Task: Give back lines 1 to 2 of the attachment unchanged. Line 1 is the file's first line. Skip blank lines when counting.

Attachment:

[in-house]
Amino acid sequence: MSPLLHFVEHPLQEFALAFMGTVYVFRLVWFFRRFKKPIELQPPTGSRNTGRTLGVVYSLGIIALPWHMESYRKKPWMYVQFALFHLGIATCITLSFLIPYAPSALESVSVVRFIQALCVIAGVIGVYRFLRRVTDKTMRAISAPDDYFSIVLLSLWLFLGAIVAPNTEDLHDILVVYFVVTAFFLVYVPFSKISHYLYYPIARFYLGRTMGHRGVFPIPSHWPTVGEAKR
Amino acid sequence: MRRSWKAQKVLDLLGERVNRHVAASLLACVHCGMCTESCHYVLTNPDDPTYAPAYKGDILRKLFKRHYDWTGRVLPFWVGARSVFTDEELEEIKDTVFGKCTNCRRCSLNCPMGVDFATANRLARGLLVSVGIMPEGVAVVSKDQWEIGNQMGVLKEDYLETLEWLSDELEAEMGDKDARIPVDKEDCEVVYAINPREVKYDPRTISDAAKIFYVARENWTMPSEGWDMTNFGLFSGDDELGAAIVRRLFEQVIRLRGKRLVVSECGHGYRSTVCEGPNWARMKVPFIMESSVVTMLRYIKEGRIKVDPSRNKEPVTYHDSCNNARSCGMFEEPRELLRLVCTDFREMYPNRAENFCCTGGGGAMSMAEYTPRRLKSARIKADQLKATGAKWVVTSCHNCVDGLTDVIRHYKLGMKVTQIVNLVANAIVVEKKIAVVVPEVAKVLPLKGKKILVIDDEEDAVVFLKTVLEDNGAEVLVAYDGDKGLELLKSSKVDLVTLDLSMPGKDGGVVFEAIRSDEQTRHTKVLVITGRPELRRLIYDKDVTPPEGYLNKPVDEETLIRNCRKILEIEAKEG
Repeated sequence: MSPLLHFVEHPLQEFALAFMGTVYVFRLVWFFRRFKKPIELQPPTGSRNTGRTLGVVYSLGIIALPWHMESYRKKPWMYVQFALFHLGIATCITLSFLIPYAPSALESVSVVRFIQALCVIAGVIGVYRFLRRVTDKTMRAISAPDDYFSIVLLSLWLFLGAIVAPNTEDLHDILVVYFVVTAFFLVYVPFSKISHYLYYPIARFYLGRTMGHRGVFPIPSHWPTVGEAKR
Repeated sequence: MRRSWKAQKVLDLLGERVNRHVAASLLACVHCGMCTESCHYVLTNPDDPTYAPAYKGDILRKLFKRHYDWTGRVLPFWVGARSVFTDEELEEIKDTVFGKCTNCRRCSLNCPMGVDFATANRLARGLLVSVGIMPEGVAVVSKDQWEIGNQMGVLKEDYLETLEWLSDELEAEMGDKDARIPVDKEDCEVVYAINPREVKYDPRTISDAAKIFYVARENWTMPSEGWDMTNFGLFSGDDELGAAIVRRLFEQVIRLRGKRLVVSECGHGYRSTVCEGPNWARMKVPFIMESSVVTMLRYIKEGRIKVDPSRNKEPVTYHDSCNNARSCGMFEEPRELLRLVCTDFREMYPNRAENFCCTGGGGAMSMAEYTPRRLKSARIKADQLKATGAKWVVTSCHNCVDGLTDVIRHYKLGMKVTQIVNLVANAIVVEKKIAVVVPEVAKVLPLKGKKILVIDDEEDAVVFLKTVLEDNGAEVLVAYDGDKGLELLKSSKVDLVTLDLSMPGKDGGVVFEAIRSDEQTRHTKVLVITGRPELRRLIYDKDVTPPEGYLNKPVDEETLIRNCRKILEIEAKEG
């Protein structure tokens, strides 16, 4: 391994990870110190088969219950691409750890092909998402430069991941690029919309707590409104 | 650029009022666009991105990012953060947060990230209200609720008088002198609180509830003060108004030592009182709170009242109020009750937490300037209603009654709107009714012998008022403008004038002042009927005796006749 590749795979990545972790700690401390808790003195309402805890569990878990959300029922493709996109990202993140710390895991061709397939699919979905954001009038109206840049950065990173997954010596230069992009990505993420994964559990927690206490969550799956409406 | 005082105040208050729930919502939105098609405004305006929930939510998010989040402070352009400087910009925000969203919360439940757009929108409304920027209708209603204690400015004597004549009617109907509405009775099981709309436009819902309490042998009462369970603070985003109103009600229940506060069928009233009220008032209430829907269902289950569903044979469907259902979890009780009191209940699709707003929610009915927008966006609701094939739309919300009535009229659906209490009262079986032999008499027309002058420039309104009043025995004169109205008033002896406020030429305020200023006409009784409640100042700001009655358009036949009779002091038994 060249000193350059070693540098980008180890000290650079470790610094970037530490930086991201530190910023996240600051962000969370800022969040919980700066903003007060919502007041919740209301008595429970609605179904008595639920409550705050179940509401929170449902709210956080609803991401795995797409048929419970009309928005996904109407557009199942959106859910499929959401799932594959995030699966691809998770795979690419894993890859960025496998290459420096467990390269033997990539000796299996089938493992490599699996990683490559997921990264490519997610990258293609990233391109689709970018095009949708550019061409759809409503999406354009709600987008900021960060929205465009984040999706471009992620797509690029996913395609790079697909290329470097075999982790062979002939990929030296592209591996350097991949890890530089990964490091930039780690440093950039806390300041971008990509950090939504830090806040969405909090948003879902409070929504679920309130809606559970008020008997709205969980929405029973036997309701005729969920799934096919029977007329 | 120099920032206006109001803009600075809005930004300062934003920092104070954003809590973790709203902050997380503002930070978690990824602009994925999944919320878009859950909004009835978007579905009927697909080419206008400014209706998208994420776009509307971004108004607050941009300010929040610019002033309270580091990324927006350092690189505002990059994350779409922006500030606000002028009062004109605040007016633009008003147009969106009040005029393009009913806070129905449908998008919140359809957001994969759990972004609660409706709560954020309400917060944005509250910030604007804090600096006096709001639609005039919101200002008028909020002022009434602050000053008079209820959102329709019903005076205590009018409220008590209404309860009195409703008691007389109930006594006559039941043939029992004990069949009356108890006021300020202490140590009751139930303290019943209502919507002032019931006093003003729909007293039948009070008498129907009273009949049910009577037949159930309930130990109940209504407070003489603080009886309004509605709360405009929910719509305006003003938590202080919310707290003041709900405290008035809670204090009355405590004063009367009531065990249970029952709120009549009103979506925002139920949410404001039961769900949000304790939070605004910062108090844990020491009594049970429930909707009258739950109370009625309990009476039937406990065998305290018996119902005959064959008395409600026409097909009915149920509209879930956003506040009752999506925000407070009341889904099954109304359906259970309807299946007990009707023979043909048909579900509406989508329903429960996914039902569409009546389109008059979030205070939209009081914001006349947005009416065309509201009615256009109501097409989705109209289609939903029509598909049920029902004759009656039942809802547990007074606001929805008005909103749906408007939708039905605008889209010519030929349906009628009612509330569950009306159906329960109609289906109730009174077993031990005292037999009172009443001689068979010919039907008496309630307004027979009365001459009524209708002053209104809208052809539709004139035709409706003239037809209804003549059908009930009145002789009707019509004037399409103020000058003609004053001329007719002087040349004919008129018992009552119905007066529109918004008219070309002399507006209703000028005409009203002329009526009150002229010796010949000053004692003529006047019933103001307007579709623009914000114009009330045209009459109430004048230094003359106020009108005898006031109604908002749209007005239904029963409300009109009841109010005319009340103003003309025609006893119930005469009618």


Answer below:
[in-house]
Amino acid sequence: MSPLLHFVEHPLQEFALAFMGTVYVFRLVWFFRRFKKPIELQPPTGSRNTGRTLGVVYSLGIIALPWHMESYRKKPWMYVQFALFHLGIATCITLSFLIPYAPSALESVSVVRFIQALCVIAGVIGVYRFLRRVTDKTMRAISAPDDYFSIVLLSLWLFLGAIVAPNTEDLHDILVVYFVVTAFFLVYVPFSKISHYLYYPIARFYLGRTMGHRGVFPIPSHWPTVGEAKR